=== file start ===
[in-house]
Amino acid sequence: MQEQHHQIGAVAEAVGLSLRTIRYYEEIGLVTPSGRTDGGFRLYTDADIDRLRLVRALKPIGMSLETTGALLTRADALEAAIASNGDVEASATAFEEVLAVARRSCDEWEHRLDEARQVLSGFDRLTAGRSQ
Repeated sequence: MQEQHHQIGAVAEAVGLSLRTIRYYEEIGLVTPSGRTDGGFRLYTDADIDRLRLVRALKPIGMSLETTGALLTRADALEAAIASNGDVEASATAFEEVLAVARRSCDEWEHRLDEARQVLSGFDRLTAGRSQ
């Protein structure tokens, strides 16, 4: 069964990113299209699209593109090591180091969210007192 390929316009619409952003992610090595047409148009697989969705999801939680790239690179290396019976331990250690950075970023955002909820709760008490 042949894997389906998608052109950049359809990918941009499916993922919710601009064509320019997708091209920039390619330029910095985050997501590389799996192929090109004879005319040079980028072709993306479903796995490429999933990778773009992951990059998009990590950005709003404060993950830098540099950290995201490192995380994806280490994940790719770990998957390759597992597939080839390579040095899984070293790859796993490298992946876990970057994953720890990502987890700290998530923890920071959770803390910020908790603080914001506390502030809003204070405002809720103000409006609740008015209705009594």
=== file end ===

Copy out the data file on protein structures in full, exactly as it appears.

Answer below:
[in-house]
Amino acid sequence: MQEQHHQIGAVAEAVGLSLRTIRYYEEIGLVTPSGRTDGGFRLYTDADIDRLRLVRALKPIGMSLETTGALLTRADALEAAIASNGDVEASATAFEEVLAVARRSCDEWEHRLDEARQVLSGFDRLTAGRSQ
Repeated sequence: MQEQHHQIGAVAEAVGLSLRTIRYYEEIGLVTPSGRTDGGFRLYTDADIDRLRLVRALKPIGMSLETTGALLTRADALEAAIASNGDVEASATAFEEVLAVARRSCDEWEHRLDEARQVLSGFDRLTAGRSQ
């Protein structure tokens, strides 16, 4: 069964990113299209699209593109090591180091969210007192 390929316009619409952003992610090595047409148009697989969705999801939680790239690179290396019976331990250690950075970023955002909820709760008490 042949894997389906998608052109950049359809990918941009499916993922919710601009064509320019997708091209920039390619330029910095985050997501590389799996192929090109004879005319040079980028072709993306479903796995490429999933990778773009992951990059998009990590950005709003404060993950830098540099950290995201490192995380994806280490994940790719770990998957390759597992597939080839390579040095899984070293790859796993490298992946876990970057994953720890990502987890700290998530923890920071959770803390910020908790603080914001506390502030809003204070405002809720103000409006609740008015209705009594």